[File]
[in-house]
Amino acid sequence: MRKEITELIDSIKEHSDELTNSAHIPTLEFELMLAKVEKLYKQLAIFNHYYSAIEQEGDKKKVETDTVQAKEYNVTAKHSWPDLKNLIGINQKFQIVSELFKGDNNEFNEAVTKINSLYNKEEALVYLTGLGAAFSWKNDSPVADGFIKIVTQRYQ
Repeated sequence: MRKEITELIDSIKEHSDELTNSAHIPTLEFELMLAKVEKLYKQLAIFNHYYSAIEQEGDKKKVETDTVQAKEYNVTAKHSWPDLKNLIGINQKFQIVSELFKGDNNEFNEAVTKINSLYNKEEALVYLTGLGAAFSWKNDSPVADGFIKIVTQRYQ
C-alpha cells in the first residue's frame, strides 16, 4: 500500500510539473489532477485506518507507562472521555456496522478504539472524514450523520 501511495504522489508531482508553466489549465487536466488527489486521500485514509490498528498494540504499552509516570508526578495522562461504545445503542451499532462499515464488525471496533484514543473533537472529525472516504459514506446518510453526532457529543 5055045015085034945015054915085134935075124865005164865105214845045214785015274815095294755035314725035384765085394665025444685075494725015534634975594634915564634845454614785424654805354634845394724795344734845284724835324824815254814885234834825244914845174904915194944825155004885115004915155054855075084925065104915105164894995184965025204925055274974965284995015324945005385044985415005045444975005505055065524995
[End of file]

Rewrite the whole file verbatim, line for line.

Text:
[in-house]
Amino acid sequence: MRKEITELIDSIKEHSDELTNSAHIPTLEFELMLAKVEKLYKQLAIFNHYYSAIEQEGDKKKVETDTVQAKEYNVTAKHSWPDLKNLIGINQKFQIVSELFKGDNNEFNEAVTKINSLYNKEEALVYLTGLGAAFSWKNDSPVADGFIKIVTQRYQ
Repeated sequence: MRKEITELIDSIKEHSDELTNSAHIPTLEFELMLAKVEKLYKQLAIFNHYYSAIEQEGDKKKVETDTVQAKEYNVTAKHSWPDLKNLIGINQKFQIVSELFKGDNNEFNEAVTKINSLYNKEEALVYLTGLGAAFSWKNDSPVADGFIKIVTQRYQ
C-alpha cells in the first residue's frame, strides 16, 4: 500500500510539473489532477485506518507507562472521555456496522478504539472524514450523520 501511495504522489508531482508553466489549465487536466488527489486521500485514509490498528498494540504499552509516570508526578495522562461504545445503542451499532462499515464488525471496533484514543473533537472529525472516504459514506446518510453526532457529543 5055045015085034945015054915085134935075124865005164865105214845045214785015274815095294755035314725035384765085394665025444685075494725015534634975594634915564634845454614785424654805354634845394724795344734845284724835324824815254814885234834825244914845174904915194944825155004885115004915155054855075084925065104915105164894995184965025204925055274974965284995015324945005385044985415005045444975005505055065524995